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► Postal Savings System - Postal Savings Certificates, Bonds and Notes

The Postal Savings System was established in 1911. Individuals were initially allowed a single account with a maximum balance of $500, which was subsequently raised to $1,000 in 1916, and to $2,500 in 1918.

Postal Savings Certificates were issued as proof of deposit. The initial minimum deposit was one dollar. To facilitate saving smaller amounts, savers could purchase a Postal Savings Card, filling it with 10-cent Postal Savings Stamps. The filled card could then be used to open an account, add value to an existing account, or be redeemed for cash when the value reached one dollar.

Beginning in 1940, Postal Savings Certificates could be redeemed for Series E Defense Savings Bonds, subsequently known as War Savings Bonds. Interest was paid at the rate of 2% per annum. Simple interest was paid on certificates issued before September 1, 1954; interest was compounded annually on certificates issued thereafter.

From 1 July 1911 until 1 July 1935, Postal Savings System deposits could be exchanged in amounts of $20 or more for Postal Savings Bonds, which yielded 2.5 percent interest. Available in either registered or bearer form, issued in denominations of $20, $100, and $500, they had a maturity date 20 years from issuance. The Postal Savings Bond program was terminated on 1 July 1935, replaced by U.S. Savings Bonds.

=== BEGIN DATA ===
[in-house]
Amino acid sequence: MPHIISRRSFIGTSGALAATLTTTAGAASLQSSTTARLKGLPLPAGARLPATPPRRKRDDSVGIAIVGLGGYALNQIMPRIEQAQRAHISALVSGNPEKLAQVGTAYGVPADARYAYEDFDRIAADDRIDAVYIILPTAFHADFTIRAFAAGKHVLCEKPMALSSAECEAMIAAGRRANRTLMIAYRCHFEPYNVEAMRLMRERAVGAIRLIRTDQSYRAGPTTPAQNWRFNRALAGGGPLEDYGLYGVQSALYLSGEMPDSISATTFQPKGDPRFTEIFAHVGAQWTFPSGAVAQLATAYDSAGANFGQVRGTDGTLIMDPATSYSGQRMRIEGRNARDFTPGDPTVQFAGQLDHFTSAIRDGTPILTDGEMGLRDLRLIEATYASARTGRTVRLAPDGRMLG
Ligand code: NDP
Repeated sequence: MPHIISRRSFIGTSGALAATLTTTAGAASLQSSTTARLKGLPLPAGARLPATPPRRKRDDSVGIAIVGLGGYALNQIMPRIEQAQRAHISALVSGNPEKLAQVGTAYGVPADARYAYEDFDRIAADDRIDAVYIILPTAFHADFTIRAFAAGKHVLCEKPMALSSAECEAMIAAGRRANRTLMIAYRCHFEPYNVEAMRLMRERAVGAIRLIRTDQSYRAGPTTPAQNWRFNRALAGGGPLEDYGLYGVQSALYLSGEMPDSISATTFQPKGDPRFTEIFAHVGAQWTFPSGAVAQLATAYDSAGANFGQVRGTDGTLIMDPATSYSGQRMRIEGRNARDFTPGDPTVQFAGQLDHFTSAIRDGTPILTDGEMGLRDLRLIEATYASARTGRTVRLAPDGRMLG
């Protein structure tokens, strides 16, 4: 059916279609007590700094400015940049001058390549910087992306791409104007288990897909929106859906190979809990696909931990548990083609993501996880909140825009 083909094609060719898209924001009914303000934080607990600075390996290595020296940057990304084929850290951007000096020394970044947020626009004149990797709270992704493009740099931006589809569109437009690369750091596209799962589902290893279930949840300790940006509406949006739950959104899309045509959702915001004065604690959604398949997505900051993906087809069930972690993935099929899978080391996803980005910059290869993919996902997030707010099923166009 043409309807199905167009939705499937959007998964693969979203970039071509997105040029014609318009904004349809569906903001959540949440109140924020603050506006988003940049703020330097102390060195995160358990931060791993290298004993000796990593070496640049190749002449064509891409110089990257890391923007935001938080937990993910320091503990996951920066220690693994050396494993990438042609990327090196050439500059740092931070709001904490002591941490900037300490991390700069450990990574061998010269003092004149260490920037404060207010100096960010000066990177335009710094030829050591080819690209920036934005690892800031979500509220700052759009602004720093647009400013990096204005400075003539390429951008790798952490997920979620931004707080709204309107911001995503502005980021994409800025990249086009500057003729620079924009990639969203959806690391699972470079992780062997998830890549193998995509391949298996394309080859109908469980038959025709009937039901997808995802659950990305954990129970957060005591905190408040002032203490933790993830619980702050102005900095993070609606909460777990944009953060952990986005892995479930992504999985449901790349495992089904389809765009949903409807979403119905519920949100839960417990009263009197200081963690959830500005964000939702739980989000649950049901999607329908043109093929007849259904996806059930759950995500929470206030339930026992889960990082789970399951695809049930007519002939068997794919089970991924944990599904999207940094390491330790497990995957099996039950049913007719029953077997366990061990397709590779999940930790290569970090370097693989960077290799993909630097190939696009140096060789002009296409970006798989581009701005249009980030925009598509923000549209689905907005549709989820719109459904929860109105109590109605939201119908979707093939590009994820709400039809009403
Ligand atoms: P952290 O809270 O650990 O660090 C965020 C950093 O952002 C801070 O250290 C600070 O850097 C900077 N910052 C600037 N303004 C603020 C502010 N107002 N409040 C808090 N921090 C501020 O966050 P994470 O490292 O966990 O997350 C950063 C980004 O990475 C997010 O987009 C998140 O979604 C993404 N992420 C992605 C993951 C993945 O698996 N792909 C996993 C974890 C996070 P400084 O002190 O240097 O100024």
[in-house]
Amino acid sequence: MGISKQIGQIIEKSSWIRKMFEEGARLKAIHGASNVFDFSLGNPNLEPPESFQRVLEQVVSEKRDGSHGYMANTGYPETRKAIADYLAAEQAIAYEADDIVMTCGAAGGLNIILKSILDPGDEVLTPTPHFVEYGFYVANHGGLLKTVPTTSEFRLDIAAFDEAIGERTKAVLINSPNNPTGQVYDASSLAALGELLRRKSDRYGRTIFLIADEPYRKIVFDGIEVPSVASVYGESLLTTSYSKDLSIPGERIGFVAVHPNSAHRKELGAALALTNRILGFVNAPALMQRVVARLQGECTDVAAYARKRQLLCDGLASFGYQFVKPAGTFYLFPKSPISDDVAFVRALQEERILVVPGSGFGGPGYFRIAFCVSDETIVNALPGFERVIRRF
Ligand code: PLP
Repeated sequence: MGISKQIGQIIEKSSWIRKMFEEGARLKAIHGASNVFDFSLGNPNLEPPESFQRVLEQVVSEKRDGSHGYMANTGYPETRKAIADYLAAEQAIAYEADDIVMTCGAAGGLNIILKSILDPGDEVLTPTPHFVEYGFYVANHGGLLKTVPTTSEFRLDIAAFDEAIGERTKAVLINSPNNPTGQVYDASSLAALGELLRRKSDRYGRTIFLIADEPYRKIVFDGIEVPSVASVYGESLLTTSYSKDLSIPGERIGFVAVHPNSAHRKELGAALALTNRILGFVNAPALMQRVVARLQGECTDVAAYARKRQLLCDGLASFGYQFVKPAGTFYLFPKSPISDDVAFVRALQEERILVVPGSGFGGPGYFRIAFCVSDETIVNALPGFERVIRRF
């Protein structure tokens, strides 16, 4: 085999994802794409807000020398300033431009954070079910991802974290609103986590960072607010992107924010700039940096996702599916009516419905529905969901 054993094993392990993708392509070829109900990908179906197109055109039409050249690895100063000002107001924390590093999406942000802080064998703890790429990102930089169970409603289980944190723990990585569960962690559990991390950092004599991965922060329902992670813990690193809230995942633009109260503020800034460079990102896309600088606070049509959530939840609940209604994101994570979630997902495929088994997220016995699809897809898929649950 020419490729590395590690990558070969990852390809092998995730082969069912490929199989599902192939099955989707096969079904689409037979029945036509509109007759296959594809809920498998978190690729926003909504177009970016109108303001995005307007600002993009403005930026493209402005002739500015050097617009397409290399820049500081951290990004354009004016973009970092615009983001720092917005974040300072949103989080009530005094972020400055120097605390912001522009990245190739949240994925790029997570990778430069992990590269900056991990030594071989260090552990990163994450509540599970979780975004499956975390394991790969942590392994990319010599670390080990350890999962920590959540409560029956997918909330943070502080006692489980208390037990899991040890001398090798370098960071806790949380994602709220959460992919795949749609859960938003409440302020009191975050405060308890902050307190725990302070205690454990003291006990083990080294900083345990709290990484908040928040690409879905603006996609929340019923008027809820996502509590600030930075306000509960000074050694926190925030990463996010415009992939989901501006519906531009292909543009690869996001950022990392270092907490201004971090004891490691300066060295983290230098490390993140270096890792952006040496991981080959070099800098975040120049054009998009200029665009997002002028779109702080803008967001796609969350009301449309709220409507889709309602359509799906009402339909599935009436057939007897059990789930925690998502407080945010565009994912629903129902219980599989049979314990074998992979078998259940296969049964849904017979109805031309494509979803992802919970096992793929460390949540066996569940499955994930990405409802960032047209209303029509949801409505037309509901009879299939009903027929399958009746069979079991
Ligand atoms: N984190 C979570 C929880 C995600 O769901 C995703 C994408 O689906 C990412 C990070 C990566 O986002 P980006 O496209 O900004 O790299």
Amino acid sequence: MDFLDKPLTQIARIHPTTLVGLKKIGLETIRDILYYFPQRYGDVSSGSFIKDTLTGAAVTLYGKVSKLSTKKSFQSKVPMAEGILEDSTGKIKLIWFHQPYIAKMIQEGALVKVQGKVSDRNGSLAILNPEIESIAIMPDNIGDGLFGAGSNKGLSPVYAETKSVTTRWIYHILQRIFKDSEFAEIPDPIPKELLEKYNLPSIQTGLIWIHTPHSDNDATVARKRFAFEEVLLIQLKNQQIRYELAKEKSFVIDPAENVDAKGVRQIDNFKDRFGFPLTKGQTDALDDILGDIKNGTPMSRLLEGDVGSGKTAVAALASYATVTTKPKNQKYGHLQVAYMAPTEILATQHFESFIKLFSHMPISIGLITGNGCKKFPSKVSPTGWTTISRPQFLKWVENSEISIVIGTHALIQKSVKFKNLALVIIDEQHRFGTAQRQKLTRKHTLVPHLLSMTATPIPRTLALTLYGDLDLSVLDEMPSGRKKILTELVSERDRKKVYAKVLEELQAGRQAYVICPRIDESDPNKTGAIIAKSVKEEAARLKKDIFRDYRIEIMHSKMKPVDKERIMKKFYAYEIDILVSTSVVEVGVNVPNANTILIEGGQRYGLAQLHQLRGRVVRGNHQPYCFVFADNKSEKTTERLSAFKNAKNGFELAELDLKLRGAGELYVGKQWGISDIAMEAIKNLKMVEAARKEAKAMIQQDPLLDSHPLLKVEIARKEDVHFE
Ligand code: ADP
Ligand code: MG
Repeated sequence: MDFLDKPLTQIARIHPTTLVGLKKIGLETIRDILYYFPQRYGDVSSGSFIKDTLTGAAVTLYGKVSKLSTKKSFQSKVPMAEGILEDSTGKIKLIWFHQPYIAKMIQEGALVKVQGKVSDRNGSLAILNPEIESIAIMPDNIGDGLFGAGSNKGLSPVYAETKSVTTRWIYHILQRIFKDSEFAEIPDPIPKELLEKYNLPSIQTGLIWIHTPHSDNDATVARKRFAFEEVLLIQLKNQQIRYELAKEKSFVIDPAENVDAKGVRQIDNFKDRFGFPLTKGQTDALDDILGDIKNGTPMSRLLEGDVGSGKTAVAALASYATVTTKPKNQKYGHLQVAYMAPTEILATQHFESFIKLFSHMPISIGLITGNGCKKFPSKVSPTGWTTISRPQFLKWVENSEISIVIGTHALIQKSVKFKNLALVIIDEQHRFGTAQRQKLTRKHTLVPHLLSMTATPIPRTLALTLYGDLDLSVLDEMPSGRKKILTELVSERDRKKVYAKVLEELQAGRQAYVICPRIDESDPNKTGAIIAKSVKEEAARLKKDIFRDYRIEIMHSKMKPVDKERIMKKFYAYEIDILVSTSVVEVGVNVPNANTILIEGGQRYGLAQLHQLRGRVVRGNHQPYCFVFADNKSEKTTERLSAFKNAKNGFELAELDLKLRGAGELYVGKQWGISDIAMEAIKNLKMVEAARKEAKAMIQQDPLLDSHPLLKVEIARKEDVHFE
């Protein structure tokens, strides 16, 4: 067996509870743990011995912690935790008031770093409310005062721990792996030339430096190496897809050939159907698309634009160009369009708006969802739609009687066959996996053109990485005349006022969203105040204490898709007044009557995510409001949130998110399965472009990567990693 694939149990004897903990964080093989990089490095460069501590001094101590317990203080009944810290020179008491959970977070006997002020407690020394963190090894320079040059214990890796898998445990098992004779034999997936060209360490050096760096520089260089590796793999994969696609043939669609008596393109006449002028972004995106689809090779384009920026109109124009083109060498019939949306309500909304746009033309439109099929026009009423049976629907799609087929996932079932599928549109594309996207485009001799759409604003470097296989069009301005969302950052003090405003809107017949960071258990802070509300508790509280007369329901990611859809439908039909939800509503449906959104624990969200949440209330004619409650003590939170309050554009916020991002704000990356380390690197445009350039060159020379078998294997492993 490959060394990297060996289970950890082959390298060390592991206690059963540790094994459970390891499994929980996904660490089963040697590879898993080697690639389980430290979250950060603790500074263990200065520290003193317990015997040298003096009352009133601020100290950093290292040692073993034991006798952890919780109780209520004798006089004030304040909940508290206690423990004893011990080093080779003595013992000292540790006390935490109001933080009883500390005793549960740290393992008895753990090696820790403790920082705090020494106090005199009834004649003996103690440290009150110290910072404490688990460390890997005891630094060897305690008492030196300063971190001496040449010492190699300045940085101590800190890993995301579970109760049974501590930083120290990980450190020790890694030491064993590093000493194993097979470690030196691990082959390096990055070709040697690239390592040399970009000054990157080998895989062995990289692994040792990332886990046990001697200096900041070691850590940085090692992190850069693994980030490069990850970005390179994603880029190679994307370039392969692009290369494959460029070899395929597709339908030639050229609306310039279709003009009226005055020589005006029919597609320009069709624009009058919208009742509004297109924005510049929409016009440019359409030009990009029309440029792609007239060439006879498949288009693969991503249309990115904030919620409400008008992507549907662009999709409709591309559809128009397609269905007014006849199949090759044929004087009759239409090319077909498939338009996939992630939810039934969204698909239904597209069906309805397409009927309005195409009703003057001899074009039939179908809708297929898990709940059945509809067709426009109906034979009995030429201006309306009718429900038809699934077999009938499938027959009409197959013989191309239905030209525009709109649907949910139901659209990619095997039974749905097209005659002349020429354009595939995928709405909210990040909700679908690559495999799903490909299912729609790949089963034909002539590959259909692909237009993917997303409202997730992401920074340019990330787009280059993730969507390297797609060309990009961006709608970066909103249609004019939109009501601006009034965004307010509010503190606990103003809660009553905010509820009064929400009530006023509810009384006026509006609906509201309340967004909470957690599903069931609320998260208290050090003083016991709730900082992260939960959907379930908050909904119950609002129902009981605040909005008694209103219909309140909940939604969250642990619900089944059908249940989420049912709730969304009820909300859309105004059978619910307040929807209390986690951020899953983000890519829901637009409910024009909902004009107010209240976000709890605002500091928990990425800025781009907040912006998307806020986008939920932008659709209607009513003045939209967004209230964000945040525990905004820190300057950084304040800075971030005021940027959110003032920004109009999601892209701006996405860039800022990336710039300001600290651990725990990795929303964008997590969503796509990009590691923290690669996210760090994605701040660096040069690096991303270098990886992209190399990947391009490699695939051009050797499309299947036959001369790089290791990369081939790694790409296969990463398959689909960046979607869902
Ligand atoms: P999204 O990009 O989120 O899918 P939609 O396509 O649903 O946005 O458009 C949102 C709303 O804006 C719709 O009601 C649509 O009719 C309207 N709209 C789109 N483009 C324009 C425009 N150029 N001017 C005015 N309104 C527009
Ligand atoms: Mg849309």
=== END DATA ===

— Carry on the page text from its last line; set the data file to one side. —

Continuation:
By 1947, four million investors had $3.4 billion on deposit with the Postal Savings System. After World War II, however, competition emerged from banks and U.S. Savings Bonds, ultimately resulting in a congressional vote for termination of the program by 1967. The Post Office Department declined to open new accounts, stopped accepting deposits and ceased making interest payments to existing accounts on the anniversary of their opening.

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Over one-half million outstanding Postal Savings Certificates worth $65.1 million were ordered liquidated on 1 July 1967, the official end date of the program. In accordance with the Postal Savings System Statute of Limitation Act, unclaimed funds were remitted to a special government trust account known as "Unclaimed Moneys of Individuals Whose Whereabouts Are Unknown." Claims were to be paid upon verification of entitlement.

Destruction of records, however, made it difficult for the U.S. Treasury to validate claims when documentation was missing. Even physical possession of a Postal Savings System Certificate did not necessarily support a claim, because the Postal Service had previously paid many claims based on certification by the depositor that the certificate was lost, misplaced, or destroyed, and that no previous payment had been received.

Fifteen years later, by 30 September 1983, certificates worth $59 million still had never been redeemed. Under Public Law 98-359, the Postal Savings System Statute of Limitations Act, a statute of limitations applies on Postal Savings Certificates, but not Postal Savings Stamps or Postal Savings Bonds.